Sounds like the business logic is in the clients or the in database....

    Regards

    Ed Hill
    Wednesday, January 31, 2007 7:37 PM
  • Hello Diego

    Although you are right when talking about performance penalty when manipulating strings, but since we are discussing a web service topic, I guess by definition we are talking about parsing XML strings, as well as serializing/deserializing data to/from text format. So an extra small parsing "p1, p2, p3" won't be a big deal. Please correct me if I am wrong.

     

     

    Wednesday, February 7, 2007 7:16 PM
  • Business logic is split about 50-50 between client and stored procs.
    Thursday, February 8, 2007 6:24 PM

  • Depends on your specifc situation but having the business logic in the clients can cause a few problems:

    - Updates to your business logic will require a new version rolled out to your clients. This can be easy if it's a small user base or if the clients are on a local network and your IT department can roll out the new clients easily. You should have some sort of update procedure in place.

    - Scalability. If you find you need to scale out to support more users for the business logic that sits in the client you can't. If the business logic is behind your web services you can farm them and scale out much more easily. Having business logic in stored procedures may hurt scalability too as it's easier to scale out a business logic layer than to scale out your database usually. If you find that performance is suffering in the business logic in the stored procedures you have to go out and buy a bigger database machine.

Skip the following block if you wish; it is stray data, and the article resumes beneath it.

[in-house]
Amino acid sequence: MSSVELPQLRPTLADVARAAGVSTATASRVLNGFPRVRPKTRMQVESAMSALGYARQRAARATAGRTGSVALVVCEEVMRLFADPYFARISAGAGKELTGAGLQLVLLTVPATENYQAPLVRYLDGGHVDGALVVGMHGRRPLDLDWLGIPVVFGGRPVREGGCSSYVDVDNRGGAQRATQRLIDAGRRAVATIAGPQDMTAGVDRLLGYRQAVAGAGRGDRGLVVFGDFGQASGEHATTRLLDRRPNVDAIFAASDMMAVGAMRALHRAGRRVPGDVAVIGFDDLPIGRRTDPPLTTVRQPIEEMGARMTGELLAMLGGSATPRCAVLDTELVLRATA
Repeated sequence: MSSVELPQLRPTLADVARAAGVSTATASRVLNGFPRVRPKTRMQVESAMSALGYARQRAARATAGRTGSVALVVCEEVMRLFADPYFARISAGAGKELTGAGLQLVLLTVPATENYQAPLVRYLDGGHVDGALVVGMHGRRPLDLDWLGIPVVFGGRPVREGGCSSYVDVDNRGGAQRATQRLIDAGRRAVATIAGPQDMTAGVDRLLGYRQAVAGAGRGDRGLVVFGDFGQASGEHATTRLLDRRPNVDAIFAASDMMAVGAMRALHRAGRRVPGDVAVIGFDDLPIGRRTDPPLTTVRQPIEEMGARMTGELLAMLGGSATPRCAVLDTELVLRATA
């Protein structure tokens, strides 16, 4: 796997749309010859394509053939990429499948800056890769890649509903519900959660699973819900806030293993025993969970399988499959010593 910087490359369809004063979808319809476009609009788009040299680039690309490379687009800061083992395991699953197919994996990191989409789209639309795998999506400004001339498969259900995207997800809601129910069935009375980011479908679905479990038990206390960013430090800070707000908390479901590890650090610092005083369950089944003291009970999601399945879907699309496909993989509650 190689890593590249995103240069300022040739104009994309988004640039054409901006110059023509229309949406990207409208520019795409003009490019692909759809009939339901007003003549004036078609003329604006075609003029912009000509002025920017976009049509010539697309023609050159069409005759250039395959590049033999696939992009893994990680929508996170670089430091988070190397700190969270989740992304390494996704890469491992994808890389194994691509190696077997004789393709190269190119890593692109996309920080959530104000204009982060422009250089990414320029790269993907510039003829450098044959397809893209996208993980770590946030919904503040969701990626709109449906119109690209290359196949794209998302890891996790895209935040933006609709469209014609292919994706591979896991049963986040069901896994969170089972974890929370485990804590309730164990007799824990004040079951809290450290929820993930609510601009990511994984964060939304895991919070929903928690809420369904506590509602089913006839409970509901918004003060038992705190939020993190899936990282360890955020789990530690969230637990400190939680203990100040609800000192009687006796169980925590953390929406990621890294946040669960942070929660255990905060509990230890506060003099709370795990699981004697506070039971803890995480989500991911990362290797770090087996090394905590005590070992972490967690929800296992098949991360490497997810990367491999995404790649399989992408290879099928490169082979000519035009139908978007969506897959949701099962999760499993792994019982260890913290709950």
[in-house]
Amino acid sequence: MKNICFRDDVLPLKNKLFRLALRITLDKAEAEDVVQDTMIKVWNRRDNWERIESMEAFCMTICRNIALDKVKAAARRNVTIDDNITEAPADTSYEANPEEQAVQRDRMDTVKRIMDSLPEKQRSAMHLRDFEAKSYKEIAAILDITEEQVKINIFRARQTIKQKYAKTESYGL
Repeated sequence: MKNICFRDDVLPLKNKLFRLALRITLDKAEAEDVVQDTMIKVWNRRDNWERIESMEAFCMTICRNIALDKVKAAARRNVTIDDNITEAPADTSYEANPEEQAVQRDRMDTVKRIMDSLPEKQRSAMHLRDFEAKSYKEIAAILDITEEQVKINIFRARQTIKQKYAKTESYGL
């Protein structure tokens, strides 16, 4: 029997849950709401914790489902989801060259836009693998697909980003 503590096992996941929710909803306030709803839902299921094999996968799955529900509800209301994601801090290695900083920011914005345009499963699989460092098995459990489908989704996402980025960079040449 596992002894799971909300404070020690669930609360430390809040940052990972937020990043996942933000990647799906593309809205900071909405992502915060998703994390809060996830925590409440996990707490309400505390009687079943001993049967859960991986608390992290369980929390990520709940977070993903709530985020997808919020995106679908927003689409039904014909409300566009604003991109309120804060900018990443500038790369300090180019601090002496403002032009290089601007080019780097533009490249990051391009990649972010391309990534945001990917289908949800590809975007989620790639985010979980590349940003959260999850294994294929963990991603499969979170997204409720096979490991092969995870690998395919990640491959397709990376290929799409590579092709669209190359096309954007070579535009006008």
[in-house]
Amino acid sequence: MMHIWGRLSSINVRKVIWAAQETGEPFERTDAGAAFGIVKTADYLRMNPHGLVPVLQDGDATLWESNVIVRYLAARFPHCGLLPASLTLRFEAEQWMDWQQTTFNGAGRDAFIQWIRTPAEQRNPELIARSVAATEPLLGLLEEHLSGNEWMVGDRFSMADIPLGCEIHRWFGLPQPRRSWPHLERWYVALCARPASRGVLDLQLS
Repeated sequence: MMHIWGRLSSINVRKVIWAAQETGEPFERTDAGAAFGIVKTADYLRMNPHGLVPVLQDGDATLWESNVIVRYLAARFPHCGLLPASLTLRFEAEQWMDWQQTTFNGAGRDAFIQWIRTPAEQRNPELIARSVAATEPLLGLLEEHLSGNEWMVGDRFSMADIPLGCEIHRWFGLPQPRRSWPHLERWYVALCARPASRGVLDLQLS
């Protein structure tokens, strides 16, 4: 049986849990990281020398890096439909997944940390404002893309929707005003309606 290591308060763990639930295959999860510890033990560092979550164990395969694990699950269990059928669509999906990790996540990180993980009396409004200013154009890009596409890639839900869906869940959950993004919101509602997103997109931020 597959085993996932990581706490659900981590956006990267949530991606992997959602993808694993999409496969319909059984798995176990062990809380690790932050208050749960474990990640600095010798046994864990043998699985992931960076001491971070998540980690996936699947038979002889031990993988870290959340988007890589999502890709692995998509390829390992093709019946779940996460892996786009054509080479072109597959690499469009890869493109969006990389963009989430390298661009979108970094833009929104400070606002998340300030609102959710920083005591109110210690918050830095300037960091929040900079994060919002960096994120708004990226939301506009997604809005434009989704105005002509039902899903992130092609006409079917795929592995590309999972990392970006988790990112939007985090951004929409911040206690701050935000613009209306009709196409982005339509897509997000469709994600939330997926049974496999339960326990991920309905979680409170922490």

- Security. Clients will have access to the busienss logic code that sits on their machines. This means that the code can be reverse engineered and could provide access to information or processes that you don't want them to then it's not a good place for the business logic. A further problem with security is that a malicious client could just post directly to your web services bypassing any business logic validation that exists on the client. Unless this side of things is in the stored procedures you can't enforce client side business logic.

     - Reuse. If in the future you have requirements for seperate developments to reuse your services, you would then need to implement the business logic that sits client side again in the new development. In SOA your usually looking to gain the ability to reuse your web services across developments, having business logic in the clients makes this harder to acheive.

    I've forgotten if your stiving for SOA or if it was mentioned by someone else in a reply but this approach seems to fall a little foul of the two tenents: Boundaries ere explicit & Services are autonomous.

    Of course this all depends on your particular situation, as always :-)

    Regards

    Ed Hill
    Thursday, February 8, 2007 6:58 PM
  • These are good points. I'm moving some business logic out of the client and into stored procedures.

    I think I can recast the issue as wrapping an extra layer onto the SqlHelper used in the Data Access Layer, so clients can talk directly to the stored procs. I'm concerned about the SOA tenets -- explicit boundaries and autonomous services -- so I wonder whether it's legitimate to maintain that the stored procs present the boundaries and autonomous services, while the web service just provides a way to interface with them.

    Tuesday, February 13, 2007 8:43 PM